Weekly pick of Neuroscience news from around the world
A big brain tumour story was covered by The Times this week and concerned Seizure outcomes and survival in adult low-grade glioma over 11 years: living longer and better ( this is the medical paper because The Times has a paywall) and it was reported on our Latest News here with a quote from Professor Garth Cruickshank, the Chair of our SMAB. There is an interesting point here that although surgery does appear to be delivering great results it does put patients on a surgery/radiotherapy/chemotherapy journey which may not always be the best pathway, but this is definitely a piece of good news to be celebrated
Also announced this week was the long-awaited acquisition of cancer drug specialist Celgene by Bristol- Myers Squibb. BMS’s MD, Chief Executive and Chairman talks about “one of the most diverse and promising pipelines in the industry” and says in this press release “I know we will deliver on our vision of transforming patients’ lives through science.” I think we all hope that this will be the case and this new pharma giant will undoubtedly have a huge influence on new cancer drugs to market for the next generation.
Another pharma collaboration, albeit on a far smaller scale was our Latest News for Wednesday as two US concerns allied in a clinical collaboration aimed at improving treatments for patients diagnosed with glioblastoma.
SurVaxM is an immunotherapy designed to stimulate the immune system to kill tumour cells that contain survivin, a protein that helps cancer cells to resist conventional treatments. The drug has been studied most extensively in patients with glioblastoma. The inventors of this new and unique cancer immunotherapy have announced a major step forward with SurVaxM. They have entered into a China-exclusive licensing agreement for SurVaxM with Shanghai Fosun Pharmaceutical (Group) Co. Ltd., based in Shanghai, China and this is seen as a promising development.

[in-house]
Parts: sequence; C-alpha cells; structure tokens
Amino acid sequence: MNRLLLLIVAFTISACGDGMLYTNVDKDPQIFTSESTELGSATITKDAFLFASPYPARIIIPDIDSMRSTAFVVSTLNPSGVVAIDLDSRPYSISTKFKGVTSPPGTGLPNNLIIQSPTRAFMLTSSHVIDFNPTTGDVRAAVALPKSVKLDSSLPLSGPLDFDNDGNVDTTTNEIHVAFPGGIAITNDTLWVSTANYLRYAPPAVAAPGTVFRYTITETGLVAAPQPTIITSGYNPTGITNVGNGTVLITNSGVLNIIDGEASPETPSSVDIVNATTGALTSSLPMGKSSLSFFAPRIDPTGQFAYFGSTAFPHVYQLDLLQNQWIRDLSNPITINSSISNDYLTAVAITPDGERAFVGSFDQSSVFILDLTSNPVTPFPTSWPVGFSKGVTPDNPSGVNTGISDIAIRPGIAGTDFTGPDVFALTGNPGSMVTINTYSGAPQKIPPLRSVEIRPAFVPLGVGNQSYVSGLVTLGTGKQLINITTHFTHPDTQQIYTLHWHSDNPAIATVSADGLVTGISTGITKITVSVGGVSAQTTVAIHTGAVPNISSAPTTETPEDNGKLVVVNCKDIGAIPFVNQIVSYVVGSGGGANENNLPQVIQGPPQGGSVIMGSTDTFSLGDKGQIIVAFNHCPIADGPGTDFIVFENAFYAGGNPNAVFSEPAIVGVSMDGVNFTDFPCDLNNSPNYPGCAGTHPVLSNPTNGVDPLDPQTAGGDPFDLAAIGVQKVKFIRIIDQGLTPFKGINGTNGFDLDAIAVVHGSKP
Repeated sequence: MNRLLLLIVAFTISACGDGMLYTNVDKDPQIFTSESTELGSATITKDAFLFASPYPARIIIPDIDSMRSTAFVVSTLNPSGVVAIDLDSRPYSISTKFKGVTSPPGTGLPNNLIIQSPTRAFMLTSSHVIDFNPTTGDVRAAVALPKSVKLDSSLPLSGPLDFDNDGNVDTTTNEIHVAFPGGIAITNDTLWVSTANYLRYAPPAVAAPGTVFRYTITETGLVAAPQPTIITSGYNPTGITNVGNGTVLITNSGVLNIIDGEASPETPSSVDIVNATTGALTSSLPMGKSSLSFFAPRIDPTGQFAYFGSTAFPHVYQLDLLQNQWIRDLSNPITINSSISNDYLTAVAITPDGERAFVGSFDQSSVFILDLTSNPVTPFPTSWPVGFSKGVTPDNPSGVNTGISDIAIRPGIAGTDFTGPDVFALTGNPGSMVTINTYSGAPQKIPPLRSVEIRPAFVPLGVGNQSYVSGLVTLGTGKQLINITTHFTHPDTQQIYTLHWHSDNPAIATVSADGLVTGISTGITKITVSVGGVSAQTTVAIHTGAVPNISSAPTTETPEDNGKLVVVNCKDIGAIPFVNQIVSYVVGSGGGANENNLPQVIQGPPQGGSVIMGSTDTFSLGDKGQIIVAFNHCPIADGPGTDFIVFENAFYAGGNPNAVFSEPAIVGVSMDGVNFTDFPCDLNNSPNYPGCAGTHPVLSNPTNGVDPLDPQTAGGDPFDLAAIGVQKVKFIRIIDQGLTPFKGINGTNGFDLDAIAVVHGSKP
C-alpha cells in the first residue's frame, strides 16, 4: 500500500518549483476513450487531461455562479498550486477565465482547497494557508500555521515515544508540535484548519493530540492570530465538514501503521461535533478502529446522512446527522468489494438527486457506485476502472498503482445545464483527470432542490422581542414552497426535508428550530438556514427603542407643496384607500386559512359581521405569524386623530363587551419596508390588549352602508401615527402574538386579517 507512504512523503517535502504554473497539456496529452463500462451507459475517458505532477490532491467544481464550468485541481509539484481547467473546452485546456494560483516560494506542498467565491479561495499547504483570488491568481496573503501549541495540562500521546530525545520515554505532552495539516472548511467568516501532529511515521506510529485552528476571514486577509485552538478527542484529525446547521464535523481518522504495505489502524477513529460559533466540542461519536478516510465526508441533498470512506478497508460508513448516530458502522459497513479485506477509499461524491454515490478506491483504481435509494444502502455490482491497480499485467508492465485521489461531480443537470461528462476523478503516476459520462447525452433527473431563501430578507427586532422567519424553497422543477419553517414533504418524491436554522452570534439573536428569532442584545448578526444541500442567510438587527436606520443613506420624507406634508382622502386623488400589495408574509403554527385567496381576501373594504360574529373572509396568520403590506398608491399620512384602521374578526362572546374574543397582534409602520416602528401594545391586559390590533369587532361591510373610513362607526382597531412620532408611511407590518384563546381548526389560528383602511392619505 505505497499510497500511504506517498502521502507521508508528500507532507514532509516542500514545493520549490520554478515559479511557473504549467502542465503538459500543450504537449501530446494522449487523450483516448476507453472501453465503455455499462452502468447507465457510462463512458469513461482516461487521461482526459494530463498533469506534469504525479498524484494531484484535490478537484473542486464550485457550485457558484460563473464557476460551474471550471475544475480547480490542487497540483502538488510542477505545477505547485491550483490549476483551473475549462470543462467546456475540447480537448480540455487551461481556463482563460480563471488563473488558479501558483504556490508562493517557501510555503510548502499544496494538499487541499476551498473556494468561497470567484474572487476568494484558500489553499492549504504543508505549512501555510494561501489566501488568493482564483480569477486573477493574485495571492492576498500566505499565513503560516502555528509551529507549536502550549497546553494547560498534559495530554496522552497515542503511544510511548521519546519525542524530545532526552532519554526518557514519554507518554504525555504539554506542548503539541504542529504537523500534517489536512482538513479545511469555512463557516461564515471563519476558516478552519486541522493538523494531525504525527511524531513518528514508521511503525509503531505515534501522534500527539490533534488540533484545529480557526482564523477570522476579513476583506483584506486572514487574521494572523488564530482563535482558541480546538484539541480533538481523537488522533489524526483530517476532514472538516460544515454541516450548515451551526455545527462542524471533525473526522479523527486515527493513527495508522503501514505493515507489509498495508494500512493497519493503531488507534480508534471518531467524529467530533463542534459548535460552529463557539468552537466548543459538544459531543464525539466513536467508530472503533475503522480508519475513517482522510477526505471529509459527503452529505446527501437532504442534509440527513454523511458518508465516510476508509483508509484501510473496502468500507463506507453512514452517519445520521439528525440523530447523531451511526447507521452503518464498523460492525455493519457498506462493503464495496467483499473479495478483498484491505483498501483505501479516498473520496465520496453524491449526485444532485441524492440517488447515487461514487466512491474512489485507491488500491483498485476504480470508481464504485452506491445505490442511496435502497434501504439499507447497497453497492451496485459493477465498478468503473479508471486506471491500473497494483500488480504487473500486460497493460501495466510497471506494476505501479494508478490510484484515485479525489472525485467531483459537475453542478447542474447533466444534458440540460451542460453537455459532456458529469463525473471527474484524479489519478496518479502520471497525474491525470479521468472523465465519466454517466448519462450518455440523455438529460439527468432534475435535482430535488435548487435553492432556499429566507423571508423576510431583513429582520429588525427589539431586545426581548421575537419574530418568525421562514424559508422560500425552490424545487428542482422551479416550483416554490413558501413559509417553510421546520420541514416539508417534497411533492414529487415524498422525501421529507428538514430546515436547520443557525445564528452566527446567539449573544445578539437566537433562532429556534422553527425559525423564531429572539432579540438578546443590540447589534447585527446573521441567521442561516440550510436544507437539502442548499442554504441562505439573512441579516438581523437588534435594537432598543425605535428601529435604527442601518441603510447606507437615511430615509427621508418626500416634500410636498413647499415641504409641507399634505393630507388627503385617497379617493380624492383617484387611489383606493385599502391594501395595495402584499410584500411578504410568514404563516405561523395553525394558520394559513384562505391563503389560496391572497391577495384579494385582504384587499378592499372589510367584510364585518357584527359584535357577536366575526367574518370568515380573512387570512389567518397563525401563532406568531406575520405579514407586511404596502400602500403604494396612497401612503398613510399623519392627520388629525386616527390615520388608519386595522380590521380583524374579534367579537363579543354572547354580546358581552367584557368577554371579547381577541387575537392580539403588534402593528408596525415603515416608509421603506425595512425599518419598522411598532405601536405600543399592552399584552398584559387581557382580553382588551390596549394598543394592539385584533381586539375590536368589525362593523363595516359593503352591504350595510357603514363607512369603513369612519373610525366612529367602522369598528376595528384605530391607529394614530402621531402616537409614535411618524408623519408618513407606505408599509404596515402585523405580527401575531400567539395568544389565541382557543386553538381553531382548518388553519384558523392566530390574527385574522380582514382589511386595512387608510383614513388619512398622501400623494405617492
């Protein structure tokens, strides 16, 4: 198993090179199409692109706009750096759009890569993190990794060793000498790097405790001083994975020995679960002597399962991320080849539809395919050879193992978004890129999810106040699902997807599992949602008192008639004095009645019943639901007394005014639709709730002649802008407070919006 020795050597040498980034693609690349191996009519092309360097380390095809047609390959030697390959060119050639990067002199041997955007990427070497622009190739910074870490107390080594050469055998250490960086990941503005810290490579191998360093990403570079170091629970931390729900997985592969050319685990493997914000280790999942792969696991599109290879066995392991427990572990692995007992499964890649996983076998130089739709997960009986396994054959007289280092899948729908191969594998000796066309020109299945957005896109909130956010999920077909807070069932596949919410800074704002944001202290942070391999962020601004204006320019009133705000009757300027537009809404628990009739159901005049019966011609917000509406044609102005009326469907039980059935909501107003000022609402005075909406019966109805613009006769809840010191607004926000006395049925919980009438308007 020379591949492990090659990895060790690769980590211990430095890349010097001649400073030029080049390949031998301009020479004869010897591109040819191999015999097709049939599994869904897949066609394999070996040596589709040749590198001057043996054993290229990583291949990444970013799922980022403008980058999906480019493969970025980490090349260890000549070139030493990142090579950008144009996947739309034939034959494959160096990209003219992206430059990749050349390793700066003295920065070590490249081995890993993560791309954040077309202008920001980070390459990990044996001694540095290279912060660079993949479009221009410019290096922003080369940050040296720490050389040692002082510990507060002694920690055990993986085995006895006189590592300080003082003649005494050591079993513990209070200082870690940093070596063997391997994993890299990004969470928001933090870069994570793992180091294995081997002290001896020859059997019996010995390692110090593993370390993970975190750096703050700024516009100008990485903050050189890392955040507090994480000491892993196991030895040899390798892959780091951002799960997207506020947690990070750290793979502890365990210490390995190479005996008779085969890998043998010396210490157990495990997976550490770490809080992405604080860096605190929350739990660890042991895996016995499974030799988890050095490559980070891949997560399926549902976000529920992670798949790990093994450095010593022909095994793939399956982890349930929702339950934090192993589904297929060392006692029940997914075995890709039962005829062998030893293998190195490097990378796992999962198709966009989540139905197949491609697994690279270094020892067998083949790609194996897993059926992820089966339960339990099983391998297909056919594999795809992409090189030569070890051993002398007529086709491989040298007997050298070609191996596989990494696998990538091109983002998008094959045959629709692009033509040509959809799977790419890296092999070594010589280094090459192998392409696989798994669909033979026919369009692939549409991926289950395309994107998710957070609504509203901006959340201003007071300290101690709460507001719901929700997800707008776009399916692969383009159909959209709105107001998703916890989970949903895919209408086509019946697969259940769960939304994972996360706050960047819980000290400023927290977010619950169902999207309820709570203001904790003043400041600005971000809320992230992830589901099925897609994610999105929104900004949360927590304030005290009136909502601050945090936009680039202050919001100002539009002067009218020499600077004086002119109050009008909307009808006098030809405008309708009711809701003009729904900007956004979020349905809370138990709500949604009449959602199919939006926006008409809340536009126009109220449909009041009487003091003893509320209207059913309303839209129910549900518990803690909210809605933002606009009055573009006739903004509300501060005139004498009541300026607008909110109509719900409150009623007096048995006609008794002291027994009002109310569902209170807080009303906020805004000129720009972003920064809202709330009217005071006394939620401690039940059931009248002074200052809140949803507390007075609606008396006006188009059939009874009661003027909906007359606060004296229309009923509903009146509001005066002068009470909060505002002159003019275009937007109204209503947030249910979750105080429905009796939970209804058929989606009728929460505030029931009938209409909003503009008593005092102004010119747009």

Researchers have devised a new plan of attack against a group of deadly childhood brain cancers collectively called diffuse midline gliomas (DMG), including diffuse intrinsic pontine glioma (DIPG). Scientists at the National Institutes of Health, Stanford University, California, and Dana-Farber Cancer Institute, Boston, identified a drug pair that worked together to both kill cancer cells and counter the effects of a genetic mutation that causes the diseases. Any progress toward a cure for the untold awfulness of DIPG is to be welcomed and this particular story was also picked up by The Daily Mail and you can read that report here.
Results from a new study may explain how some brain cells may help to fuel cancer metastasis. Astrocytes, a type of brain cell, can drive the spread of cancer to the brain. In the study, researchers showed that astrocytes can activate a growth protein in cancer cells called PPAR-gamma. That protein, in turn, helps the cancer cells gain a foothold in the brain. When cancer cells travel to the brain, the researchers reported, fatty acids released by astrocytes appear to activate the PPAR-gamma signalling pathway in the cancer cells, creating the right conditions for them to survive and grow. This is an easy to read, informative report and definitely worth a click through.
Finally the 24th Annual Meeting of Society for NeuroOncology is underway in Phoenix – check out the programme for the most important annual scientific conference for our community. Researchers from our dedicated research centres are in attendance including Professor Silvia Marino (QMUL) and Professor Oliver Hanemann (Plymouth) and they will be there flying the flag for UK brain tumour research.
If you found this story interesting or helpful, sign up to our weekly e-news and keep up to date with all the latest from Brain Tumour Research.